New Headquarters for Maricopa County Sheriff’s Office in Phoenix, Arizona
by Daniel Nicely, managing director at VMZINC-US & Umicore Building Projects
From Architectural West Jan/Feb ’15
The Maricopa County Sheriff’s Office in downtown Phoenix, Arizona, is one of the nation’s largest sheriff’s offices. Led by Sheriff Joe Arpaio, more than 3,400 people in the office work to patrol and protect an immense 9,200-square-mile county, roughly the size of Massachusetts. In 2011, construction began on a $92.5-million headquarters to accommodate the office’s continued growth and expansion. Completed in March 2014, the new building accommodates the administration, 911 emergency call center, data center, and information technology unit.
It was imperative for the building to represent the office’s strength and prowess within the community it serves, and that required a massive, eye-catching design. To match these qualities, the architectural firm, Gabor Lorant Architects Inc., Phoenix, Arizona, designed a six-story, 132,000 sq.ft. headquarters building incorporating a modern and unique aesthetic. Zinc was selected as the primary metal for the building’s exterior walls.
The building’s façade is covered in 30,000 sq.ft. of perforated VMZ Composite panels from VMZINC® in QUARTZ-ZINC. The pre-weathered gray patina has a matte finish that is reminiscent of mineral tones, hence the term QUARTZ-ZINC. It is specially treated to provide the same color that will last for decades, and it does not need to be painted, as zinc naturally protects itself against the elements. Because the headquarters has a flat substrate, without any curves, the VMZ Composite panels were an ideal and striking choice. The perforations create a transparent, ventilated effect, which doubles as a shade to the Arizona sun. Installed on a wall-mounted framework, the VMZ Composite panels are multilayered, made up of two sheets of zinc and thermo-glued on both sides of a fire rated core. In addition, the Composite panels increase the panel flatness, especially since there are many perforations. They allow for strong protection of the interior from the elements, while also adding a contemporary appearance. Together, these features provide a bold civic presence that is compatible with adjacent buildings in downtown Phoenix.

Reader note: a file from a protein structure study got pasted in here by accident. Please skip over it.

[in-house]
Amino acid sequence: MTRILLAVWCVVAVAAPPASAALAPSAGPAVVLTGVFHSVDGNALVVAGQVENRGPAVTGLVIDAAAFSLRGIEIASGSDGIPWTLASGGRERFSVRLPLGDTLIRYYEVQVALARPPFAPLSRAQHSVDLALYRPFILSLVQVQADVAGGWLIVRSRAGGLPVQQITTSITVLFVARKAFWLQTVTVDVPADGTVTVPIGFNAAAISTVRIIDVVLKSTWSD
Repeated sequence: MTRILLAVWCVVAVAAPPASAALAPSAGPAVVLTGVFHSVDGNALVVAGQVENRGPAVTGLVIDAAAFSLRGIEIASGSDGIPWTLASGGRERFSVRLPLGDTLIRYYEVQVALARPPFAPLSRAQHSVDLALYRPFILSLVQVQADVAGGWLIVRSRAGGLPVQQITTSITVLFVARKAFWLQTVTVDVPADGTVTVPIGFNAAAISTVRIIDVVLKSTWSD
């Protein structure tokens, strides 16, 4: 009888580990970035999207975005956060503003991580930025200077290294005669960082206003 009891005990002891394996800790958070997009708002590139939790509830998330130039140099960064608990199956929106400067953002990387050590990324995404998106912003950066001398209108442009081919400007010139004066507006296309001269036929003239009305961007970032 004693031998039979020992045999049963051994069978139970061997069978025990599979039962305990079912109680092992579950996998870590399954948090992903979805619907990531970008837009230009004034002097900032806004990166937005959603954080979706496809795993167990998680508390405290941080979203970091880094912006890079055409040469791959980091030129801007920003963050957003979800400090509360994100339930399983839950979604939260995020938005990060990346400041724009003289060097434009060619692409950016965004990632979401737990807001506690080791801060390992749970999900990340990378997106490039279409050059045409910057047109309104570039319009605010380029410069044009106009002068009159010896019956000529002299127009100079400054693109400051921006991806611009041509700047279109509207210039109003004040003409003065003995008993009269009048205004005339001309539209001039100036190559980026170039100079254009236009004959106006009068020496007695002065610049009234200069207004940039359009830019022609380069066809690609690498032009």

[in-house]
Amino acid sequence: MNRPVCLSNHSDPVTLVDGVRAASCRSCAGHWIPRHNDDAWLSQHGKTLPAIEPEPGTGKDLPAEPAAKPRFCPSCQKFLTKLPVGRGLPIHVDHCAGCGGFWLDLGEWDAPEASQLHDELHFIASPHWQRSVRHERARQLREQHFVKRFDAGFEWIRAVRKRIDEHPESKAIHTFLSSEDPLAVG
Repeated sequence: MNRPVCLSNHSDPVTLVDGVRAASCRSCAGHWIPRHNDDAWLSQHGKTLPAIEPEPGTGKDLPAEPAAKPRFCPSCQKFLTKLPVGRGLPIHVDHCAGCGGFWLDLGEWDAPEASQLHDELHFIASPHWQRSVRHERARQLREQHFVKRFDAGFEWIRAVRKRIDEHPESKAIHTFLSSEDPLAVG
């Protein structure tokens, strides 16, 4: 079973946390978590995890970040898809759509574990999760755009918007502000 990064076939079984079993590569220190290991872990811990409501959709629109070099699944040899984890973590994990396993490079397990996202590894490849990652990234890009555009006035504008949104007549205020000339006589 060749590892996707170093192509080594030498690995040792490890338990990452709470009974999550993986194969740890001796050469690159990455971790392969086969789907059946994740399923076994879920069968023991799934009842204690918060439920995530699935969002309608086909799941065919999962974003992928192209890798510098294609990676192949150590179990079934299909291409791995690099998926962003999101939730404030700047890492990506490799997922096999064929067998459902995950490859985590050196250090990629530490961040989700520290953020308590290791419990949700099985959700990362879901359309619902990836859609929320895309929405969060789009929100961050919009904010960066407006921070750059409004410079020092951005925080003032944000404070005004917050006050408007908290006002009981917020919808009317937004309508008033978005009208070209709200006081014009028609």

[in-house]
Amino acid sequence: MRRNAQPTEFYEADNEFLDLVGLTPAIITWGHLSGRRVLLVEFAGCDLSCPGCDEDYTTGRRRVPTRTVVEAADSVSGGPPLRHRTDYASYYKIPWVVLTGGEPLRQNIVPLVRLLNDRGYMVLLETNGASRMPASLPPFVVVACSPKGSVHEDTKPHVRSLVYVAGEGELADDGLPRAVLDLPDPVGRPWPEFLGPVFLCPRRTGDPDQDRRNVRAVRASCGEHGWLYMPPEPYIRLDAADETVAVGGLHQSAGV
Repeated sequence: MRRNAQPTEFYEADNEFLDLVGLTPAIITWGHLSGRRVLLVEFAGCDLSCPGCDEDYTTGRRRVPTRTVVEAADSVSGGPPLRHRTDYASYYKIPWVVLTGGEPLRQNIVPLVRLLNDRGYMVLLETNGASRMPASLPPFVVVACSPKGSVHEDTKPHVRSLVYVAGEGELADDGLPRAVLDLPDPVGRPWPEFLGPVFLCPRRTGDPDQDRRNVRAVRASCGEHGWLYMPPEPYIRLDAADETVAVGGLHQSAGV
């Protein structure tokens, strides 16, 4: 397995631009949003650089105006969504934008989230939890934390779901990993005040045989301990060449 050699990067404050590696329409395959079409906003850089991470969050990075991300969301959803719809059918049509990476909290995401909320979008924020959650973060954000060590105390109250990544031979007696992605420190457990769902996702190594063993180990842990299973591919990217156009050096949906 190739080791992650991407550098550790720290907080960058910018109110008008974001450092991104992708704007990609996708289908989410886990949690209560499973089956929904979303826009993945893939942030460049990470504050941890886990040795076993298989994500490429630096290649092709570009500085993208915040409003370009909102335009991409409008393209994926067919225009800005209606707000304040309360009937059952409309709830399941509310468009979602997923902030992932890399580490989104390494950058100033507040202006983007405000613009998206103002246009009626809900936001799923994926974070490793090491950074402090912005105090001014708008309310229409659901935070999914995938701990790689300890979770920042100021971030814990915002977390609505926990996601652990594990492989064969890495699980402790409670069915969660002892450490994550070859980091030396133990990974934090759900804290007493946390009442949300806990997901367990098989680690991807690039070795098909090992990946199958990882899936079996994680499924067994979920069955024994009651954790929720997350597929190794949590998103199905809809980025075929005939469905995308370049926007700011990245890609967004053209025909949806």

Because the center sought LEED® Gold certification, it needed to use materials that were 100% recyclable, such as zinc, for construction. As the 24th most abundant element in the Earth’s crust, zinc exists naturally in air, water, and soil. Zinc also surpasses most other metals in its environmentally friendly capabilities. Architectural zinc, in particular, is fully recyclable, from construction scrap to end-of-use, which lowers the energy required for manufacturing. Additionally, zinc develops a protective layer, called zinc hydroxy carbonate, which blocks moisture and chemicals from penetrating it. If that protective layer is ever scratched, the hydroxy carbonate will reform over time, typically taking two to five years depending on the climate, making zinc naturally resistant to corrosion. For utilizing zinc as a building material for this project, Gabor Lorant Architects Inc. received an Arizona Forward Environmental Award of Merit in the category of civic buildings and structures in 2014.
The new Maricopa County Sheriff’s Office headquarters is a testament to how architectural zinc can be used to achieve an innovative, modern design that captures the client’s qualities and characteristics. In addition to providing a striking aesthetic, the material also contributes to the building’s overall sustainability.